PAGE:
Today we commemorate the sacrifice of several generations of Canadians who gave their lives in the conviction that our country and the people who are citizens of it – by birth or personal choice are worth preserving for the future.
The conflicts and their names are recorded in the Memorial Chamber of the Peace Tower on Parliament Hill in Ottawa. At 11 a.m. two minutes of silence are held and a page is turned in each of the remembrance books, which list the names of 118,000 Canadians who have died in military service since Confederation. On November 11, every year since the end of the First World War, in every community across this nation, we set aside two minutes of our lives to the solemn recognition of those same men and women.
And yet, despite our hopes and best efforts to live in a world of peaceful tolerance of each other’s differences, the struggle to maintain our freedoms from violent destruction continues. And when we set out to explain what Canada is all about, we oft times struggle to define who we are.
For many of us, Canada started as a pact between England and France-based colonial settlements to have a common senior governmental structure. That is changing as we examine how to incorporate the place of our Indigenous nations as founding members of the Canadian state. Compounding all of this has been a continuing stream of people from all over the world who have come to Canada and settled as new citizens – presently at a rate of about 300,000 per year. We have adapted to these changes by formally declaring ourselves as a multicultural society in 1988.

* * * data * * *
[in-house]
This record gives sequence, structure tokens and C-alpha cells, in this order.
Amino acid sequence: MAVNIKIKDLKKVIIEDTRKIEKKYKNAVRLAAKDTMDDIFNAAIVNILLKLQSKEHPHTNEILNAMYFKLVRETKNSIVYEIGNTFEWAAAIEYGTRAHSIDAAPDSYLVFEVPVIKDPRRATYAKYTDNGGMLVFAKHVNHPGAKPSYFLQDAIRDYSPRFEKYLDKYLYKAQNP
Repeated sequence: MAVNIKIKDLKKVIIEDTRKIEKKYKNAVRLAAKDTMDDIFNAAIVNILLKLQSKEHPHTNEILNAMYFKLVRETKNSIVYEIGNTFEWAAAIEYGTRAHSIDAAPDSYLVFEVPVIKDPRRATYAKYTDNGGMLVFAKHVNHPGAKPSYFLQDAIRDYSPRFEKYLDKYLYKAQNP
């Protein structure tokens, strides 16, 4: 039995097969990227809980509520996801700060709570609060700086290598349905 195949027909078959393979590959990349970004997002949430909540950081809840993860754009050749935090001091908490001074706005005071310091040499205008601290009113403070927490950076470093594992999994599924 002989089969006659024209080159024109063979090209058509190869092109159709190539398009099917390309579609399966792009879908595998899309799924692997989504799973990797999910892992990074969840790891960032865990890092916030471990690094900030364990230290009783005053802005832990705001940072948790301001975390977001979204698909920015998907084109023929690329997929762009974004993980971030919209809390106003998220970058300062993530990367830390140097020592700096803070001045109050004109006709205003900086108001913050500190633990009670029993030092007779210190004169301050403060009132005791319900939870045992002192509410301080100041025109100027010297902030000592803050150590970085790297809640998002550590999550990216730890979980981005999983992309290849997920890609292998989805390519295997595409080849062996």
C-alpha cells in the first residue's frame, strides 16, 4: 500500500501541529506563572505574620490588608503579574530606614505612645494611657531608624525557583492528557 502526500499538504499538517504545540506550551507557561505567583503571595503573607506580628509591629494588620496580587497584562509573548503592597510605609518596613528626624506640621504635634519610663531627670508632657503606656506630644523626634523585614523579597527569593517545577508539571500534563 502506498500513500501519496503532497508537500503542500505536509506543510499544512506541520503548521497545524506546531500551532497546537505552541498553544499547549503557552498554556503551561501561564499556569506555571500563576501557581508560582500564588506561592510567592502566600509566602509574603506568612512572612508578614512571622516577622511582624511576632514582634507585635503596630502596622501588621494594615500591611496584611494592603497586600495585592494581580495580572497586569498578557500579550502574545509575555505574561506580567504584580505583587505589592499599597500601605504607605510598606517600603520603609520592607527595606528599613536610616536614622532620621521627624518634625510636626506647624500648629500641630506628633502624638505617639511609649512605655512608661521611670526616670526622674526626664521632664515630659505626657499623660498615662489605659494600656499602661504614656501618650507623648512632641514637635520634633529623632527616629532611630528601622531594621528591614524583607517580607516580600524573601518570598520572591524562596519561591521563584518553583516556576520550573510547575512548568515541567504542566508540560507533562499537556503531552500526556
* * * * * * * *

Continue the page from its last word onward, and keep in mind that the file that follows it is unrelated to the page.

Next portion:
Our journey to nationhood has been cautious. While we look to Confederation in 1867 as the decisive date in forming Canada as a distinct state, Canada remained, to all intents and purposes, a colony of the British Empire until 1931 when, by act of the British Parliament (the Statute of Westminster), we were granted full legal freedom ‘except in areas where we chose to remain subordinate’. It then took nearly a decade before we had our own ambassador’s credentials recognized in Washington. Worldwide recognition came when we played a major role in the founding of the United Nations and membership in NATO. Still, we waited until the Constitution Act of 1982 before Canada was able to amend our own Constitution without approval by Britain.
I have had a longstanding concern that a lack of a national consensus of our history could be a fatal weakness. Our federal government works on a ‘double majority’ approach where national projects work only when Quebec and the “Rest of Canada’ both agree. This has been the way we have governed ourselves since the days of the MacDonald-Cartier alliance. What happens now as we try to adjust to Indigenous and Métis nations’ rights?
We will need wisdom and strength if we are to be worthy of this fundamental challenge of Canadian confederation:
To you with failing hands we throw
The torch; be yours to hold it high.
If ye break faith with us who die
We shall not sleep
Wear your poppy with pride and dedication.
Alan Murdock is a local pediatrician.